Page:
MCAAP, Local 146 Awards Past Year, Looks to Future

“Because We Lead, We Rise Together,” was the focus of the Montgomery County (Maryland) Association of Administrators and Principals, AFSA Local 146 during its annual summer leadership conference held at the end of June in Cambridge, Maryland.

“MCAAP’s Summer Leadership Conference is always a great opportunity for our members to learn, connect and achieve more through new ideas, trends and best practices to keep administrators informed and ahead of the curve,” said Local 146 President Christine Handy. “The conference featured great speakers, presentations and breakout sessions where administrators engaged in discussions that helped improved education delivery to students and had great opportunities to network with colleagues for peer-learning."

In her opening remarks, Dr. Handy emphasized the importance of unity and action, declaring, "We are a union, and we must be prepared, when called upon, to ACT Like It! Our voice matters, and I need you.”

Baruti Kafele, a highly regarded urban educator from New Jersey, delivered the keynote address, challenging attendees to ask, "Is your school, team, department or division better because you lead it?" His speech was filled with insightful advice and professional learning.

Over his career, Kafele has distinguished himself as a master teacher and transformational school leader. As an elementary school teacher in East Orange, New Jersey, he was honored as District and Essex County Public Schools Teacher of the Year and was a finalist for New Jersey Teacher of the Year. As a principal, Kafele led significant turnarounds, including at Newark Tech, which went from being a low-performing school to achieving national recognition. The school was recognized three times by U.S. News and World Report as one of America's best high schools, and Kafele received the prestigious Milken Educator Award.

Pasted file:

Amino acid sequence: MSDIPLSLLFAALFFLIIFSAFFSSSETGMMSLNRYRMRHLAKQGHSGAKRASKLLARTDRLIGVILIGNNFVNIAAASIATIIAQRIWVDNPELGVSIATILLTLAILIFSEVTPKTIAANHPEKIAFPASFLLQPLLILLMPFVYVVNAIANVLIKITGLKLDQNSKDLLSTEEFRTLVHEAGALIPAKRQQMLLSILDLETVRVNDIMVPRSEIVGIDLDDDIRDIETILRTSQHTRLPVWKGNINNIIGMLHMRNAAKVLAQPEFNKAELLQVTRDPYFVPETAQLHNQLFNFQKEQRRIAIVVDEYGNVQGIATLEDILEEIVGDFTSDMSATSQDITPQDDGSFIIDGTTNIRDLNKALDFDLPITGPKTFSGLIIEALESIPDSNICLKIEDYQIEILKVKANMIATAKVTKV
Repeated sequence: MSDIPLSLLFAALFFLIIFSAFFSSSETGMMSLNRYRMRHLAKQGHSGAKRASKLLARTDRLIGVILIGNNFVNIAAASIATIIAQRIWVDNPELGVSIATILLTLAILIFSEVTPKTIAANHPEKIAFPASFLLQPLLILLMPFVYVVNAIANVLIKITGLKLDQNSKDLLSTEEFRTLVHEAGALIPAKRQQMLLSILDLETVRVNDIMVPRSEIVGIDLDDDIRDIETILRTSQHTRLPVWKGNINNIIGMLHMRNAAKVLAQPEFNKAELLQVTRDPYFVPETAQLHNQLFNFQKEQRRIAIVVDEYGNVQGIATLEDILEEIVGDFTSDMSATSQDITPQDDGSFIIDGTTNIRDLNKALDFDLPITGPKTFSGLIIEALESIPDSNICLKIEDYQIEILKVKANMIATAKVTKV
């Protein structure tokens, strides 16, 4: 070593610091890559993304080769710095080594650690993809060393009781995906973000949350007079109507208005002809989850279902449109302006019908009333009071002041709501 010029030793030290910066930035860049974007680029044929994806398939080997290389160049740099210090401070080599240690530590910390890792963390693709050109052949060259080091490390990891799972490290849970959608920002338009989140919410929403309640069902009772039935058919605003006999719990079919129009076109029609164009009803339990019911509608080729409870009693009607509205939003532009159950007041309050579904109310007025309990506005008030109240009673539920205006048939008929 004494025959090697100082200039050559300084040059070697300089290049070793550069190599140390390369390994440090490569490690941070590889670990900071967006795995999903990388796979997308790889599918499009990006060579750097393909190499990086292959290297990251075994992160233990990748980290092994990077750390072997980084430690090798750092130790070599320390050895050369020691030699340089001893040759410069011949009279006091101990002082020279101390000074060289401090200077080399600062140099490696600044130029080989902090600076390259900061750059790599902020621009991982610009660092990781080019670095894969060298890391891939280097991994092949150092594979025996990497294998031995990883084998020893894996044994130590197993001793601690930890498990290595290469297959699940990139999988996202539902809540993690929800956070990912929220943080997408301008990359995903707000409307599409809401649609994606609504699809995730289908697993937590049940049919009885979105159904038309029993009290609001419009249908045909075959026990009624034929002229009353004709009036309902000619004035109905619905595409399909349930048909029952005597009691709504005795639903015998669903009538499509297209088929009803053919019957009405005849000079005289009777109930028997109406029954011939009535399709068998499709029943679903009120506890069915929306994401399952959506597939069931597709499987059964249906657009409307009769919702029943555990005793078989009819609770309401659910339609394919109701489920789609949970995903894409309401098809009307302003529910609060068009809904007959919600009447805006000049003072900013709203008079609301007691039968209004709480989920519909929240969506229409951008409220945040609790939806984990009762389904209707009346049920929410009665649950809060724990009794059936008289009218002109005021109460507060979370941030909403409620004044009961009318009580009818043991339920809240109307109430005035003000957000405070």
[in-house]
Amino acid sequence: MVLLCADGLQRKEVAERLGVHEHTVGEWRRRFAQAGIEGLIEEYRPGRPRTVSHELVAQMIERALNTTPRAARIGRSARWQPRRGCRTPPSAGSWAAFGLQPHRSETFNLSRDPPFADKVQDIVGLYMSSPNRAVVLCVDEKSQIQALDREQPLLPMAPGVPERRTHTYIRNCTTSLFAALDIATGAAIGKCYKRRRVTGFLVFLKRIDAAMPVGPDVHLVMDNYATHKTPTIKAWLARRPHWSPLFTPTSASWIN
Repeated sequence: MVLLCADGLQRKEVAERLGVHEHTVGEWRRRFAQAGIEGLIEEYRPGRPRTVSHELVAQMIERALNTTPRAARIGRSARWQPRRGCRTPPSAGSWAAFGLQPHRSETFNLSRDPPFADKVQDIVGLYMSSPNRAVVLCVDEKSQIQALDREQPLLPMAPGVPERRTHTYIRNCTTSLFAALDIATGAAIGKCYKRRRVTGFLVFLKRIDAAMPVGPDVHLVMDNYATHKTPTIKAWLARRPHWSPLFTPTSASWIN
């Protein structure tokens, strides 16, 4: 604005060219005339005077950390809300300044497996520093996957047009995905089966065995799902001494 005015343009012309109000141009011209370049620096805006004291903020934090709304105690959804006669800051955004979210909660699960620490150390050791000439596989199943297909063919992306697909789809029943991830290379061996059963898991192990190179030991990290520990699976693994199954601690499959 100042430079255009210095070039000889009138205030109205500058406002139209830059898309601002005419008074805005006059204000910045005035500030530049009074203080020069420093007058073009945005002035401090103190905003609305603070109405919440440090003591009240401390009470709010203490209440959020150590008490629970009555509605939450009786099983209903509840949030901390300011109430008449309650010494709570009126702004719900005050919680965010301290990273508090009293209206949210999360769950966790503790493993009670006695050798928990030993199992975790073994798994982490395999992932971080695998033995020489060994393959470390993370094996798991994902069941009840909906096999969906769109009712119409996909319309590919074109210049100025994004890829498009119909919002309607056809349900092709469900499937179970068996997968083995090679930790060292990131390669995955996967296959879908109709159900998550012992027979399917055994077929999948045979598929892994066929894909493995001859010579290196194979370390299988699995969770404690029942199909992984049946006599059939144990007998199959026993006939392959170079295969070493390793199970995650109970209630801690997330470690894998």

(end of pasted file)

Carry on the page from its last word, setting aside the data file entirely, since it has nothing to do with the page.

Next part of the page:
During the retiree luncheon and union awards program, AFSA Secretary-Treasurer Mark Cannizzaro lauded the efforts of Local 146, highlighting members' standout advocacy activities. Cannizzaro noted the active presence of MCAAP members on Capitol Hill and their local's advocacy with the County Council and Board of Education. He commended their aggressive fight and outreach for budgetary needs and administrative positions.

"I know this has been a tough budget year for your school system," Cannizzaro said. "Your local has worked with your teachers' union and supporting services union to form a united front in advocating for the funding needed for your district. Together, you are stronger!"

Cannizzaro emphasized that while Local 146 has been a strong independent union for years, joining the AFSA family integrates them into a much larger labor movement. This membership means having the support of school administrators across the country and the entire AFL-CIO. He assured them that AFSA works daily on behalf of its members, fighting on Capitol Hill and within the executive branch, and collaborating with partners to shape the future.

"It is clear to me spending time with you that the strength of MCAAP lies in its unwavering sense of community and solidarity,” said Cannizzaro. “It is abundantly clear that MCAAP is a close-knit, unified group where members not only support each other but also wholeheartedly celebrate each other's achievements."

"We are happy to have you as part of the AFSA family," Cannizzaro stated. "Since you joined, we now have a half-dozen new locals, including your neighbors in Fairfax County [Virginia]." 

Cannizzaro invited the members of Local 146 to attend the AFSA national convention next year, where policy positions will be adopted and an agenda defined for the next three years. He reminded them of the ongoing battle for appropriate working conditions and compensation for education leaders nationwide, underscoring that this is the essence of union work.

The remainder of the conference was filled with engaging learning sessions on varied topics, including inclusivity, monitoring protocols, self-care, public relations, accountability, understanding your 403(b) and 457 plans, investing for your future and using artificial intelligence (AI) in your schools. The conference also offered exhibitor, sponsorship and other groups opportunities to share their programs and services with administrators. 

“The conference concluded with a lively mix of food, fun and fellowship, leaving attendees energized and united,” said Dr. Handy.